Pour yourself a stiff one. The Ab Fab gals are back and just as bawdy as ever.
Jennifer Saunders and Joanna Lumley are feeling decidedly unfabulous. During a rehearsal break in a communal BBC makeup room in London, Saunders is silently twirling her character’s auburn wig while Lumley is adding another coat of hussy-red lipstick. They’re hours away from wrapping the last episode of Absolutely Fabulous’ fourth season (the Brit import is returning to Comedy Central on Nov. 12 after running in originals 1994-95). It’s been a particularly grueling week, including a six-and-a-half-hour stint in a makeup chair aging the two actresses for a fantasy sequence. ”I’m feeling a lot of self-inflicted pressure right now,” says Ab Fab writer-cocreator Saunders, blankly staring at a Polaroid of her octogenarian alter ego. ”It’s quite pathetic.” Lumley smiles. ”But tonight’s it, Joanna,” she continues in a tone that makes you think she’d just been sentenced to a lifetime of thrift-store shopping. ”Margaritas, shall we?”
Cheer up, sweeties — there’s plenty of stuff to toast to. Even the end of the go-go ’90s hasn’t stopped the debauched adventures of hard-drinking fashion magazine editor Patsy Stone (Lumley) and hard-dieting trend slave/PR guru Edina Monsoon (Saunders): Eddy is now running a TV production company while Patsy is busy de-aging with ”Parralox” (think Botox plus paralysis so emotions don’t leave wrinkles) despite early-onset osteoporosis. Edina’s overwrought daughter Saffy (Julia Sawalha) is an aspiring playwright, and Bubble’s cousin Katy Grin (based on a real-life, self-promoting TV personality named Anthea Turner, who seems to be the Brit Kathie Lee Gifford) becomes Edina’s partner. (Jane Horrocks plays both Bubble and Katy.) Oh, and the drink du jour is ”Veuve and bourb” as in Veuve Clicquot and bourbon. (If you say it with an English accent, it rhymes.) ”The circumstances have changed, the house has been redecorated, but the relationships are exactly the same,” says Lumley. ”Who wants a huge change?”
That’s exactly what Saunders thought after she finished the pilot of Mirrorball, her proposed post-Ab Fab series about a self-obsessed stage actress, starring the exact same cast. (”I remember warming up the audience and saying, ‘We went through tremendous effort changing the characters — you’ll notice each one has a different hair color,”’ recalls Jon Plowman, who produced both Mirrorball and Absolutely Fabulous.) ”The [Ab Fab] characters just never would leave my mind,” says Saunders. ”They’re just our alter egos. Certainly Joanna’s. Edina is definitely mine. I guess I never really asked anyone if they thought [coming back for another go] was a good idea.” Lumley didn’t seem to mind. ”Jennifer does all the work,” says Lumley. ”She tells us where to be and we tag along and do her lines. Right now it feels like we’ve had just a fortnight off — [not] five years.”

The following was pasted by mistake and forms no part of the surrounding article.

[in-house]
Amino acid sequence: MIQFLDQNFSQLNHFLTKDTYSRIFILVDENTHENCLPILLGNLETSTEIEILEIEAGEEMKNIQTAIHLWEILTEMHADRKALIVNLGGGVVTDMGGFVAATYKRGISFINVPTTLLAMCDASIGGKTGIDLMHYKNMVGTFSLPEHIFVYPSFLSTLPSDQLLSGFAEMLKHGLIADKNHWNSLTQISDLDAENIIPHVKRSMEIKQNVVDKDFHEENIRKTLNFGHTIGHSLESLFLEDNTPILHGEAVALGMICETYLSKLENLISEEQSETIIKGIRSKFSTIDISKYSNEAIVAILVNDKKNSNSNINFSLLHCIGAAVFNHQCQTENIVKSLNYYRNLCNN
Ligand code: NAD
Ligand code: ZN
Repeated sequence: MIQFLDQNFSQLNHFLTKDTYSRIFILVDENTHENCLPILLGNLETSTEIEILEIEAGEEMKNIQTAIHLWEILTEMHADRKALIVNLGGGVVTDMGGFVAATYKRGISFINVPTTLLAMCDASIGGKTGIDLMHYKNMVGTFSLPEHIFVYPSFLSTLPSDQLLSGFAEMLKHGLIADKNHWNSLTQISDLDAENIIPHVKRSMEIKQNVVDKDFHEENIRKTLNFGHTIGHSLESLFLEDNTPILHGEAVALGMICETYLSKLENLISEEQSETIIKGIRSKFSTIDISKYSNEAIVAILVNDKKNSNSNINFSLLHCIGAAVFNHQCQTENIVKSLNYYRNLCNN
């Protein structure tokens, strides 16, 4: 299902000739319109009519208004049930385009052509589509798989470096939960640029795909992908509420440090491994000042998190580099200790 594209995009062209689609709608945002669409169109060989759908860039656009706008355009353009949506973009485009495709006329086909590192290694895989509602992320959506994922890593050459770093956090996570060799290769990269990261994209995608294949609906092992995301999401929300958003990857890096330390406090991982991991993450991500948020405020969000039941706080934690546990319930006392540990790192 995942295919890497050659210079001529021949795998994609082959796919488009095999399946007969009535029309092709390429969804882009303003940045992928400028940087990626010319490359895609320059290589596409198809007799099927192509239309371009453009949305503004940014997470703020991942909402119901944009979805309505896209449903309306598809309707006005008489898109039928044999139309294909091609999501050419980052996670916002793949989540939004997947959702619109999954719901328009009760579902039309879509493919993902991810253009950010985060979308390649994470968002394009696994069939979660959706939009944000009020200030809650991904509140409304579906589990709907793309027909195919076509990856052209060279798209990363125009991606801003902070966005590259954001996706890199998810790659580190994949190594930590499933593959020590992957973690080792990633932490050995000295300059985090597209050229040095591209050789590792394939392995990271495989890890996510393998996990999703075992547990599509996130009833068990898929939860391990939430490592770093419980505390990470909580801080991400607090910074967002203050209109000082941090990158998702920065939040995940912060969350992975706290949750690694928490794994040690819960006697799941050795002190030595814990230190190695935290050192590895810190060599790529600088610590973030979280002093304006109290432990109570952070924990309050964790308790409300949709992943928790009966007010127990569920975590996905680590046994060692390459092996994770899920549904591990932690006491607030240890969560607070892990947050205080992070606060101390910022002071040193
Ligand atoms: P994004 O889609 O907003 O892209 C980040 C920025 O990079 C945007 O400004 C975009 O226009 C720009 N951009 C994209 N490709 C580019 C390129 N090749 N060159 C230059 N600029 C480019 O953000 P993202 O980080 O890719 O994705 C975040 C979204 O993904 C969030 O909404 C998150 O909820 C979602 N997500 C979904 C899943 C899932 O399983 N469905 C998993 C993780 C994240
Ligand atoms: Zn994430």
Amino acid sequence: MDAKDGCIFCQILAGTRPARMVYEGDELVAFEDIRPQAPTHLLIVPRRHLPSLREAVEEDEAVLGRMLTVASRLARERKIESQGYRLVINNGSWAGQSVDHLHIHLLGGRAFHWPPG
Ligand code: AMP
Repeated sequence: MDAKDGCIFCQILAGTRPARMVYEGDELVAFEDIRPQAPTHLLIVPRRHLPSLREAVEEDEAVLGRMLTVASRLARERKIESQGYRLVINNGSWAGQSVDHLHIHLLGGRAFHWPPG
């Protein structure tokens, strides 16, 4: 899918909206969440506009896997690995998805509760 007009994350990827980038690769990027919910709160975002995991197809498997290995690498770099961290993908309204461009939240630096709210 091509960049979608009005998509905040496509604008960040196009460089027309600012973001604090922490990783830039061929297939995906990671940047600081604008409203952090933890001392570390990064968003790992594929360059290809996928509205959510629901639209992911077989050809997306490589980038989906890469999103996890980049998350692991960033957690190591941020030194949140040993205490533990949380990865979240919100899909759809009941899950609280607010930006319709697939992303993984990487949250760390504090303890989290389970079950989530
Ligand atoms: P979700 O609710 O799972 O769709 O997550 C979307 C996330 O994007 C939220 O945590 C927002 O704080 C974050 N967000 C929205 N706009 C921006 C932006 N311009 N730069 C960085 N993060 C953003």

And in the time that’s passed since the cast reunited for 1997’s one-hour Ab Fab special called ”The Last Shout,” some things have changed. ”A lot of the shock value in the show — women saying certain things and having that close friendship — is sort of passe now because of Sex and the City,” says Saunders. ”Everyone has fashion now. It’s all Jimmy Choos and Manolo Blahniks. It’s so dull. There’s no comedy in [them] anymore.” (A clearly Sex-besotted Saunders even has Patsy say, ”I hate Sex and the City.”) And there’s suddenly not much comedy in Ab Fab jokes about the Taliban destroying Afghan Buddha statues. (At press time, Comedy Central execs were debating editing out the lines.)